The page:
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Citation Information

Type Working Paper - Aging in sub-Saharan Africa: Recommendations for furthering research
Title The situation of older people in poor urban settings: The case of Nairobi, Kenya
Publication (Day/Month/Year) 2006
Page numbers 189-213
URL http://www.ncbi.nlm.nih.gov/books/NBK20309/?report=printable
Urban growth in sub-Saharan Africa continues to be fueled by rural-urban migration, especially of youths and young adults under 30 years of age. For many African countries, this trend dates back to the early 1960s with the attainment of independence in some of the countries. Drawn largely by the expanding urban economies and social amenities in the 1960s and 1970s, which offered opportunities for cash or wage employment and trade, city-ward migration soon became associated with social and economic mobility (Anderson, 2001; Barber and Milne, 1988; Bigsten, 1996; Johnnie, 1988; Nigeria Institute of Social and Economic Research, 1997). Residence in cities quickly became a status symbol for at least the rural residents in many parts of Africa, and this, among other reasons, has continued to propel this pattern of migration and rapid urbanization in the region.

Africa’s rapid urbanization has occurred amidst stagnating economies and poor governance, which have created massive and abject poverty in overcrowded slum settlements across major cities in the region. Recent studies have highlighted huge inequities in social indicators and in health and reproductive health outcomes between the urban poor and other subgroups, including residents of rural areas, with the urban poor recording the worst outcomes (African Population and Health Research Center, 2002; Dodoo, Zulu, and Ezeh, forthcoming; Gulis, Mulumba, Juma, and Kakosova, 2003; Magadi, Zulu, and Brockerhoff, 2003; Zulu, Dodoo, and Ezeh, 2003). Despite the poor outcomes observed among the urban poor in sub-Saharan Africa, cities continue to attract a large influx of migrants from rural areas, causing urban growth to remain high across sub-Saharan Africa (Government of Kenya, 2000; Oucho, 1998).

Migration to urban areas has generally been thought of as a temporary phenomenon, with migrants maintaining strong ties with their rural origins (Grant, 1995; Gugler, 1991; Trager, 1998). The assumption has also been that they will return to their rural homes upon retirement. However, the presence and the growing numbers of older people in urban areas call for a better understanding of the context of aging in sub-Saharan Africa as well as the situation of older people living in urban areas in the region. These urban areas are characterized by worsening economic and social conditions, especially in the sprawling, informal settlements of cities across sub-Saharan Africa.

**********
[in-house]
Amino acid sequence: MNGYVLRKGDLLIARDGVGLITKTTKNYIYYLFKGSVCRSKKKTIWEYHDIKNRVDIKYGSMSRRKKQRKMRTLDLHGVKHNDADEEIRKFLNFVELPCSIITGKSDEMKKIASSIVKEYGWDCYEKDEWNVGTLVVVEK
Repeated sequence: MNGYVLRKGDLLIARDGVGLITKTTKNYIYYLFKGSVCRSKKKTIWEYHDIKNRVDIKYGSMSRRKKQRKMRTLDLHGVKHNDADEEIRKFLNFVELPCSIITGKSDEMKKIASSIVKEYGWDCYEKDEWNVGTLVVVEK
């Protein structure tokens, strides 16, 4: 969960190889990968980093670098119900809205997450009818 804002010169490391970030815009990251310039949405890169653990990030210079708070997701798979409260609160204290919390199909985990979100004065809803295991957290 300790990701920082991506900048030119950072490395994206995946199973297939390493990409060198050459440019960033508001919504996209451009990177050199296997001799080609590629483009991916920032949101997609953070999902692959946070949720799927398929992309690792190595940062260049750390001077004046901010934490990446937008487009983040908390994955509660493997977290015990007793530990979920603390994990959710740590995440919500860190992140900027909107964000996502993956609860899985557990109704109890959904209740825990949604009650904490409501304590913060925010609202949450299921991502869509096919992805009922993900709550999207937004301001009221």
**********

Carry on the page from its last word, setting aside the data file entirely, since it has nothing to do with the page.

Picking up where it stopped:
Even though sub-Saharan Africa has the lowest proportion of people age 60 and older, at about 5 percent compared with 10 percent globally, the region has one of the highest rates of growth for this age group, with projections reaching as high as 12 percent of the region’s total population by 2050 (Population Reference Bureau, 2005; World Health Organization, 2002). Recent comparative analysis of Demographic and Health Survey data conducted in the early to mid-1990s in 20 sub-Saharan African countries noted that, on average, people 60 years and over accounted for about 6 percent of the population, with the average for Southern African countries reaching 7 percent (Ayad and Otto, 1997). In Kenya, various estimates put the proportion age 60 and over at about 4 percent (Thumbi, 2005). The 1999 Kenyan census puts the proportion 60 and over at 4.7 percent, significantly lower compared with the 6.1 percent recorded in the 1989 census (Republic of Kenya, 2001). These differences may result from age misreporting in censuses and surveys, especially for older ages, since interviewers generally rely on physical features to estimate age.

Little research has focused on older people in sub-Saharan Africa. The limited work that has been done has focused mostly on rural areas, and attention to older people living in urban areas is almost nonexistent. This paper aims to reduce this dearth of knowledge by exploring the living arrangements, economic activities, and health status of older people living in two informal settlements in Nairobi, Kenya.

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